University of Hertfordshire

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By the same authors

Teaching robot companions: The role of scaffolding and event structuring

Research output: Contribution to journalArticlepeer-review

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Original languageEnglish
Pages (from-to)111-134
Number of pages24
JournalConnection Science
Volume20
Issue2-3
DOIs
Publication statusPublished - 2008

Abstract

For robots to be more capable interaction partners they will necessarily need to adapt to the needs and requirements of their human companions. One way that the human could aid this adaptation may be by teaching the robot new ways of doing things by physically demonstrating different behaviours and tasks such that the robot learns new skills by imitating the learnt behaviours in appropriate contexts. In human-human teaching, the concept of scaffolding describes the process whereby the teacher guides the pupil to new competence levels by exploiting and extending existing competencies. In addition, the idea of event structuring can be used to describe how the teacher highlights important moments in an overall interaction episode. Scaffolding and event structuring robot skills in this way may be an attractive route in achieving robot adaptation; however, there are many ways in which a particular behaviour might be scaffolded or structured and the interaction process itself may have an effect on the robot's resulting performance. Our overall research goal is to understand how to design an appropriate human-robot interaction paradigm where the robot will be able to intervene and elicit knowledge from the human teacher in order to better understand the taught behaviour. In this article we examine some of these issues in two exploratory human-robot teaching scenarios. The first considers task structuring from the robot's viewpoint by varying the way in which a robot is taught. The experimental results illustrate that the way in which teaching is carried out, and primarily how the teaching steps are decomposed, has a critical effect on the efficiency of human teaching and the effectiveness of robot learning. The second experiment studies the problem from the human's viewpoint in an attempt to study the human teacher's spontaneous levels of event segmentation when analysing their own demonstrations of a routine home task to a robot. The results suggest the existence of some individual differences regarding the level of granularity spontaneously considered for the task segmentation and for those moments in the interaction which are viewed as most important.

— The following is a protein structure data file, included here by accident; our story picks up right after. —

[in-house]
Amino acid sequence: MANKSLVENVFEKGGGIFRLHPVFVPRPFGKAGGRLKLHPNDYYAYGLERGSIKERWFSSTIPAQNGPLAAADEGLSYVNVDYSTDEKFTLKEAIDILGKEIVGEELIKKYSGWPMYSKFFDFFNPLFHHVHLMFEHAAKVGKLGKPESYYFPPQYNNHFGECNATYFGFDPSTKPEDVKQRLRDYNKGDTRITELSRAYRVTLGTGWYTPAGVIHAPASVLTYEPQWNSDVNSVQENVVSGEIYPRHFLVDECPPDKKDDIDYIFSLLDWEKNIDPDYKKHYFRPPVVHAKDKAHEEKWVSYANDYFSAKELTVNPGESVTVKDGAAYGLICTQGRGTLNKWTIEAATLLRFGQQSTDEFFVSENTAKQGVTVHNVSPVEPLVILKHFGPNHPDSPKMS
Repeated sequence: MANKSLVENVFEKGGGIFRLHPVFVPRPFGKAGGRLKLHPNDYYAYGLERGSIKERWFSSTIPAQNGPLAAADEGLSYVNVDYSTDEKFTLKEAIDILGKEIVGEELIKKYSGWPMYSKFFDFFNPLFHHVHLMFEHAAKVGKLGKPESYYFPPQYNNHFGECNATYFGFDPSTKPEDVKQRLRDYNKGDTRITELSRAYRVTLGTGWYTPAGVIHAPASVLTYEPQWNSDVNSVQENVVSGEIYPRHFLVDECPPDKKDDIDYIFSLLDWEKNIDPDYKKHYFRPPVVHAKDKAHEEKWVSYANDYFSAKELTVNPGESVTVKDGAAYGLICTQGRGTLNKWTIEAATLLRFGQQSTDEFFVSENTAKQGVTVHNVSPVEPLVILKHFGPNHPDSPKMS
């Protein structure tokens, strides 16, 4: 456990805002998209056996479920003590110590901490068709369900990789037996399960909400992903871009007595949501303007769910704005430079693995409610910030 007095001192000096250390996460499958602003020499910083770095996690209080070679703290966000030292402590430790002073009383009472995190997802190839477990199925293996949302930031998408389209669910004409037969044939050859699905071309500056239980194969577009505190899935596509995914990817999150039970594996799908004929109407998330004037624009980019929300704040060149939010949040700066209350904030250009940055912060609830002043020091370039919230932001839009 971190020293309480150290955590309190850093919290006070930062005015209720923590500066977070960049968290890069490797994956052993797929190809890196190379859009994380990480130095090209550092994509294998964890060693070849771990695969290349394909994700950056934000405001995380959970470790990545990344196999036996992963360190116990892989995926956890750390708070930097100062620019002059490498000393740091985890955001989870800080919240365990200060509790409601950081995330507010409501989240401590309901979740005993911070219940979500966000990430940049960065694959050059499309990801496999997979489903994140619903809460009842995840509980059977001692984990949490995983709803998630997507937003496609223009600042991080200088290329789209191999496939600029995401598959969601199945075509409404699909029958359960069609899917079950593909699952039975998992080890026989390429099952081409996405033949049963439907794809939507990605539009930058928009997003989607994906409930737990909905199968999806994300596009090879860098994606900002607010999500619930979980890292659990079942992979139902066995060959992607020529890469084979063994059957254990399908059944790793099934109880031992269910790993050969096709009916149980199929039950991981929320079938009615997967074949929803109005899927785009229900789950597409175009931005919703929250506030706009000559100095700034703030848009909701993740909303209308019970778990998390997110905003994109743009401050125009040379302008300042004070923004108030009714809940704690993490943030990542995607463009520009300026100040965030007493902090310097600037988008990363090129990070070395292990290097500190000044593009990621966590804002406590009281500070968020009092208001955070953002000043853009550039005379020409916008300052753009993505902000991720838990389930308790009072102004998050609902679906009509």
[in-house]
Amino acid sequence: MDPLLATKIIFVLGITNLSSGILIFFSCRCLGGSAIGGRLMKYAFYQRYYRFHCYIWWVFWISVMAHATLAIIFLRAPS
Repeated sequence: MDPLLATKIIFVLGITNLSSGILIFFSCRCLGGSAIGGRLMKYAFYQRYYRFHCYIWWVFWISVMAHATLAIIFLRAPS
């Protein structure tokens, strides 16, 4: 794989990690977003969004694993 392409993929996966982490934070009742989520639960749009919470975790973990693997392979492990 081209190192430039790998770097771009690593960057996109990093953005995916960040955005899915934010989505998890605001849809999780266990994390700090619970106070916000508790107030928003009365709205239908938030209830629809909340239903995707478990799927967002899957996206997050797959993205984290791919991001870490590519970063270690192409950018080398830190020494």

Notes

Original article can be found at: http://www.tandfonline.com/ Copyright Taylor & Francis [Full text of this article is not available in the UHRA]

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